Hugo Centeno wants to put the brakes on Jermall Charlo’s middleweight coronation
NEW YORK – Win, lose, or draw, Hugo Centeno Jr. is already living the American Dream. Born and raised in Oxnard, Calif., to Mexican immigrant parents who worked the fields growing up, Centeno has parlayed his earnings as a middleweight contender into a food kiosk business, starting with a Pho eatery (“Pholicious”) at Valencia Town Center, and expanding to a second named “Churro Stix” some 40 miles west at Pacific View Mall.
“My wife wanted us to go into business for ourselves because she said boxing’s not forever,” said the 27-year-old Centeno (26-1, 14 knockouts).
Boxing is ephemeral, but it is the most urgent matter he has right now. This Saturday Centeno will try to take one step closer to his dream of becoming a world champion when he faces Jermall Charlo (26-0, 20 KOs) for the interim WBC middleweight title at Barclays Center in Brooklyn, N.Y. on the Adrien Broner-Jessie Vargas card (Showtime, 9 p.m. ET).
The opportunity comes amid the logjam the middleweight division finds itself in following the cancellation of the Gennady Golovkin-Canelo Alvarez fight on May 5 due to Alvarez’s positive test for the banned substance clenbuterol. The cancellation keeps the three titles held by Golovkin out of play, and Centeno has no sympathy for Alvarez despite claiming his failed test is the result of tainted meat.
“I’m glad they made an example out of Canelo. Because a lot of people seem to think that, just because you’re a star, that he walks on water and he shouldn’t be punished for it,” said Centeno, who had sparred against both fighters.
It’s been a long road back for Centeno, whose rise was derailed in June of 2016 when he was dominated by Maciej Sulecki and stopped in 10 rounds. It was his first defeat, and one he blames on his own complacency and over-confidence.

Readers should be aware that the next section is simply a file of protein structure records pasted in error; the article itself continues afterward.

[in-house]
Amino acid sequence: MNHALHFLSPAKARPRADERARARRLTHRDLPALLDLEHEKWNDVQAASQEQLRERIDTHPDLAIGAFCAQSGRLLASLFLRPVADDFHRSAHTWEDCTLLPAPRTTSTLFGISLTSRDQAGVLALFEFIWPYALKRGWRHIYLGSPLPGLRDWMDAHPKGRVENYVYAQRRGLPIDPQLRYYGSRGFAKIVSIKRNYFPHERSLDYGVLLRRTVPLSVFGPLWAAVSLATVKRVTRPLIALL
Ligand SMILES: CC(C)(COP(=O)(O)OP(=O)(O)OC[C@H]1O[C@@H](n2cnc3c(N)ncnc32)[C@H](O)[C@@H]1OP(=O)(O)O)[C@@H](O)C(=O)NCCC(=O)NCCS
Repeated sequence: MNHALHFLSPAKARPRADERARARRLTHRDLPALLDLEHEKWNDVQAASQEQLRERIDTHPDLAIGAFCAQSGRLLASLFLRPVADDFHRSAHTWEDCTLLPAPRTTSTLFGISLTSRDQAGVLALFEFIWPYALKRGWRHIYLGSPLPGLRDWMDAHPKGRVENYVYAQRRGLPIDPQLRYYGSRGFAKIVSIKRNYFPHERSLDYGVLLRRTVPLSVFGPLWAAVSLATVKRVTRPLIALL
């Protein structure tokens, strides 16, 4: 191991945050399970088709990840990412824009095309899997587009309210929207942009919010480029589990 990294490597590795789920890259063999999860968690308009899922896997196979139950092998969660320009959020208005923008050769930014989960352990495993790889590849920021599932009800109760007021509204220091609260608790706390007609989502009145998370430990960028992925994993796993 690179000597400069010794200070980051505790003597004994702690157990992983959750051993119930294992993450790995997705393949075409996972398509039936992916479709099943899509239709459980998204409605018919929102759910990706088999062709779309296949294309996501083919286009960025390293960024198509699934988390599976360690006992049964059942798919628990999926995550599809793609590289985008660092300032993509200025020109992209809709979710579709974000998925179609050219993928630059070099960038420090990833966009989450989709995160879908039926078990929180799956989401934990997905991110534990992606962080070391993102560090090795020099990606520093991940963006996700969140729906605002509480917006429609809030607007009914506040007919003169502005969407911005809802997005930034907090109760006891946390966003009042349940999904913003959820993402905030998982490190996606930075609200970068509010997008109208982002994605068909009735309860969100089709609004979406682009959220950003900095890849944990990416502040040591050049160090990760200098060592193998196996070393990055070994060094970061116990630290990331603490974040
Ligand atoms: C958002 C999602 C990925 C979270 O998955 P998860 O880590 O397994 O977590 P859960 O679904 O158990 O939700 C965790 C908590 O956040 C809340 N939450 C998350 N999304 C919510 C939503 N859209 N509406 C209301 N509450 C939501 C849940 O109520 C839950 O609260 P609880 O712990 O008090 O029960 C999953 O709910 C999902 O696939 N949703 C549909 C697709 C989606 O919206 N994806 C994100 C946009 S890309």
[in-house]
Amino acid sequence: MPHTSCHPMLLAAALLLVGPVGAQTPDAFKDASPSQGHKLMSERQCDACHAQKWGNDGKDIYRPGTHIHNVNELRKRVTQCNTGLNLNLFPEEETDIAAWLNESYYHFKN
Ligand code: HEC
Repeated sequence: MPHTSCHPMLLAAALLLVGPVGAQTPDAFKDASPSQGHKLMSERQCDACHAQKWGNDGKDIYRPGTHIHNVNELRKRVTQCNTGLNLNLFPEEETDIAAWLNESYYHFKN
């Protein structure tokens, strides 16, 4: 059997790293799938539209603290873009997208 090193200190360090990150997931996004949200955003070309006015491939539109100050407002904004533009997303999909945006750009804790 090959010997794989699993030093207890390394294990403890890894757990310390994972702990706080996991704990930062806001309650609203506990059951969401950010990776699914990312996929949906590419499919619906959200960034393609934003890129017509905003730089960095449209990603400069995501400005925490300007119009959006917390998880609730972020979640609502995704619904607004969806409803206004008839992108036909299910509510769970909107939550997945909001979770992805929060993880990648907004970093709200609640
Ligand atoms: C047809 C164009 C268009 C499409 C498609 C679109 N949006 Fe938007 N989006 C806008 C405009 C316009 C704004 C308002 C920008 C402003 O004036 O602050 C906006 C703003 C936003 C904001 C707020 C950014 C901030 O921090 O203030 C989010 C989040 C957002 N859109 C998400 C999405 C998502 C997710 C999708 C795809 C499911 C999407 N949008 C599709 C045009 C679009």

“I got a little comfortable and told myself my skills were better than most of these fighters and all I had to do was make the weight. It backfired on me that night,” said Centeno.
He’s viewed as an underdog against Charlo, who is being mentioned as a potential rival for the top 160-pounders despite having just one outing since stepping up in weight, a fourth-round stoppage of Jorge Sebastian Heiland last July. However, the Californian is comforted by his last outing, a third-round knockout of previously unbeaten Immanuwel Aleem last August, when many thought Centeno was in over his head, and he’s won two straight since his only defeat.
“I feel like a lot of people are already calling Jermall Charlo an uncrowned king of the middleweight division. I feel like it’s hard to call him that when he just got there,” said Centeno.
“My strength is one of my strong key points. I feel like he’s never fought somebody as big as I am, and he’s always looked down on most of his opponents. He’s usually the one who intimidates people with his size,” added Centeno, who is an inch-and-a-half taller at 6-foot-1 1/2.
If Centeno can get past Charlo, his American Dream gets a little bit sweeter.
Ryan Songalia is a member of the Boxing Writers Association of America and can be reached at [email protected].